Important, non-urgent tasks are the usual victim of my procrastination. For so long, there’s this one item that I’ve been dreading to do: updating our company profile. Every time I check my daily to-dos, it would sit right on top — highlighted in red — staring, begging at me to cross her off my list. I would coyly pretend that I don’t see it and skip right to the next item. On some days, I would stare at it, try to summon strength to actually do it then back down at the last minute.
This goes on for a while: 233 days to be exact. Then last week, a client asked for our portfolio. I pulled out our portfolio and prepare to send it. Then it hit me: all of the portfolios listed are dated and now irrelevant. I was trapped, it was the point of no return. I have to do it now.
Few hours and 3 cups of coffee later, I was happy to cross it off my list. Sometimes push is not enough. Sometimes you need to be trapped that the only way of getting out is to deal with it.
MG Siegler agreeing with this New York Times article:
Just in time for the Labor Day holiday in the United States, Clive Thompson dives into the thing that will ruin the holiday for so many:
Why would less email mean better productivity? Because, as Ms. Deal found in her research, endless email is an enabler. It often masks terrible management practices.
When employees shoot out a fusillade of miniature questions via email, or “cc” every team member about each niggling little decision, it’s because they don’t feel confident to make a decision on their own. Often, Ms. Deal found, they’re worried about getting in trouble or downsized if they mess up.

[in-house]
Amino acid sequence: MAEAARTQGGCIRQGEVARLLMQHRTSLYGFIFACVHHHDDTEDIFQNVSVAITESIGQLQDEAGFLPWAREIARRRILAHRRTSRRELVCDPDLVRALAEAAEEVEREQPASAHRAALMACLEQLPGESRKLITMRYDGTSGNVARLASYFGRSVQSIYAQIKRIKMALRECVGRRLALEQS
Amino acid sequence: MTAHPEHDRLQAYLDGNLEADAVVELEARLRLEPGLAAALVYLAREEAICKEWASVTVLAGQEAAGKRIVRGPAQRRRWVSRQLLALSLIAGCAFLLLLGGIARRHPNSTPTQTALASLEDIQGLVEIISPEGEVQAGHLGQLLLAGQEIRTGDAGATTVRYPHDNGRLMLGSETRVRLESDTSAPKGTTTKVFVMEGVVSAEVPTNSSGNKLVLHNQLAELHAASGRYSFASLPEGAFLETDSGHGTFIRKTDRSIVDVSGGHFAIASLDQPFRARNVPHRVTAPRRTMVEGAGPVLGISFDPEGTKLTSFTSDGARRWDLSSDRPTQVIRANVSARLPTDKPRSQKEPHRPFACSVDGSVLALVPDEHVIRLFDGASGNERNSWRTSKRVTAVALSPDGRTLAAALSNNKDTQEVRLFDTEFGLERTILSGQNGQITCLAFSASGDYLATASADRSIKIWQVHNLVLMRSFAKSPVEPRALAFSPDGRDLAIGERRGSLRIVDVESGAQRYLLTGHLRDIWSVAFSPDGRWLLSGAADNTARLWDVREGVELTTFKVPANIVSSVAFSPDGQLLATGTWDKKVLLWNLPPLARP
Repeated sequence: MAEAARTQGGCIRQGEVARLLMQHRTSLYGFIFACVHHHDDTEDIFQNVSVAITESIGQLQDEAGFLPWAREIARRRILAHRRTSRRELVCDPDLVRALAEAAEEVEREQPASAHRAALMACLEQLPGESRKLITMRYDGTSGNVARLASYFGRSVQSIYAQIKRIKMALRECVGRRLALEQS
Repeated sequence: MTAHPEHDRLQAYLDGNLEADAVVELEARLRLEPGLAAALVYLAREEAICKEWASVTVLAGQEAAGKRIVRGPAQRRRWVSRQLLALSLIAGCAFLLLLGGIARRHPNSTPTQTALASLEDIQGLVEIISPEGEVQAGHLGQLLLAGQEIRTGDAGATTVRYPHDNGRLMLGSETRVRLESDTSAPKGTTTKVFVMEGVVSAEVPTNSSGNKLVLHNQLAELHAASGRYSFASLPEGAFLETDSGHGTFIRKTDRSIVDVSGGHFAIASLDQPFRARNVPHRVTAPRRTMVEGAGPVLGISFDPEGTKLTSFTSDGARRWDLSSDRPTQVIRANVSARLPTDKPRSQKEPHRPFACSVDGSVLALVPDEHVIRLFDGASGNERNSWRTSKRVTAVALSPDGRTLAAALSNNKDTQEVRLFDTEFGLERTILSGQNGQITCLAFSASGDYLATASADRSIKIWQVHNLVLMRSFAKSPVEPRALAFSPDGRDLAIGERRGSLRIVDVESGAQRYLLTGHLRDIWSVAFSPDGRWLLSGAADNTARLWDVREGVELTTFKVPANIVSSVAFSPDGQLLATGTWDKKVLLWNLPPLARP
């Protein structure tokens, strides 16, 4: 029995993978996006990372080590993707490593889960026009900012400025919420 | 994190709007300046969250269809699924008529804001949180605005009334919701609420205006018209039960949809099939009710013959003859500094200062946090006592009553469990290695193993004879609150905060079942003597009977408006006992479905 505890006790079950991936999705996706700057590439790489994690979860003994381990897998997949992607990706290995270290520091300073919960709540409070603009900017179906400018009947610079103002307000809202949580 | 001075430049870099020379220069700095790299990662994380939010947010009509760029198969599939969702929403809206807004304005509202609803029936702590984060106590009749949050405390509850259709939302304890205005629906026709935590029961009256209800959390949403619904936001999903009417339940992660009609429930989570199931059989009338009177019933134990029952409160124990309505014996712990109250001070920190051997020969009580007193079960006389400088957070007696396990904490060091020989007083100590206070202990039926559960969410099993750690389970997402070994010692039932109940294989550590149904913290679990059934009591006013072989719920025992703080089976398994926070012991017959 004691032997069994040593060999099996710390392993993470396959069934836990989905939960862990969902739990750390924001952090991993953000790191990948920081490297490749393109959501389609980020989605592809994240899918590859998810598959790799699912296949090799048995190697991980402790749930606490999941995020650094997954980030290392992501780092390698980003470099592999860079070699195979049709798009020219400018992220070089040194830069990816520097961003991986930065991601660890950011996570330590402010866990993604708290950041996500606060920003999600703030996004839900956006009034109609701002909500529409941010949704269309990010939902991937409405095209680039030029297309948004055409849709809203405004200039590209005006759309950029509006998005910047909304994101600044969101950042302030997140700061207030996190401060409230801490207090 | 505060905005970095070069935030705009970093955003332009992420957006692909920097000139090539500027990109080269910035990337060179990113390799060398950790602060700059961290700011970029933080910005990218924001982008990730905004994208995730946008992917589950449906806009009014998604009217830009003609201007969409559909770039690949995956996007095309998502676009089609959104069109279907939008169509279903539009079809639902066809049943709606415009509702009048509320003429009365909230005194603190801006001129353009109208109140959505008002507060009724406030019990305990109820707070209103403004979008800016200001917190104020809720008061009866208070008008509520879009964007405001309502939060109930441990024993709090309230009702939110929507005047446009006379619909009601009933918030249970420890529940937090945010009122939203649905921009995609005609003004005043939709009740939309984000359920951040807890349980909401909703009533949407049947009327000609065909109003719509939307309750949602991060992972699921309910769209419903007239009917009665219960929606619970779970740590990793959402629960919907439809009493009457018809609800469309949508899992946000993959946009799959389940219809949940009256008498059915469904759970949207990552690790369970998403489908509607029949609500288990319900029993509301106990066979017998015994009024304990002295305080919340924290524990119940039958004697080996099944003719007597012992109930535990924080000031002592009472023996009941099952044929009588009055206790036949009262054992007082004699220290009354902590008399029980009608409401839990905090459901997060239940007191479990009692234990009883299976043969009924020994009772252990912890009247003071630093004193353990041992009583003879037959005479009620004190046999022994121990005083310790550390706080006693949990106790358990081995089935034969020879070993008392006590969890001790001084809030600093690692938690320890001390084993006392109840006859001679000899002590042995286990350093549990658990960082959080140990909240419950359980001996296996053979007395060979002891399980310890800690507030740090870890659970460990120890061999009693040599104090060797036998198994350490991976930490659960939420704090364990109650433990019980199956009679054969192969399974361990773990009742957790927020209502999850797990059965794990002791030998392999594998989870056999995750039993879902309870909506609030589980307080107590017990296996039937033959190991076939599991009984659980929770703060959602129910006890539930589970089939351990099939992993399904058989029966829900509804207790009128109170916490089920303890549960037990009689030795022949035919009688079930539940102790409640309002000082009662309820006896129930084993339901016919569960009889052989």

This seems exactly right. I’d venture to guess that most email that is sent in the work environment doesn’t need to be sent. But it is as a way to cover one’s own ass.
In my experience, this goes beyond email. This happens on a daily basis and in all form of office communications (IMs, meetings, etc.). Some employees have a bad habit of including everyone or someone who has authority on the loop to sidestep blame or to at least “reduce” the blame on them. They think they are off the hook by asking someone’s approval before making the decision. By doing so, they can say, “hey, didn’t I asked you about this?”
Brent Simmons on being wrong in the internet:
But to do that means thinking a little bit differently than you may be used to. Instead of taking feedback as criticism or correction, take it to mean that the process is working. If you learn something or change your thinking, then that’s great. That’s the point.
I couldn’t agree more. The stigma of being wrong is such a huge impediment to self-improvement. Which reminds of this:
xkcd: Duty Calls
The hardest thing for me to do is sitting still, so when I have a chance to do so, I do. When planning my first (real & no-work, no-computer) vacation, I promised myself — I will learn to just sit still.
I feel his pain. Every time we plan for a vacation, the thought of getting off the grid would briefly play with my mind. Then my senses would come around and take it back.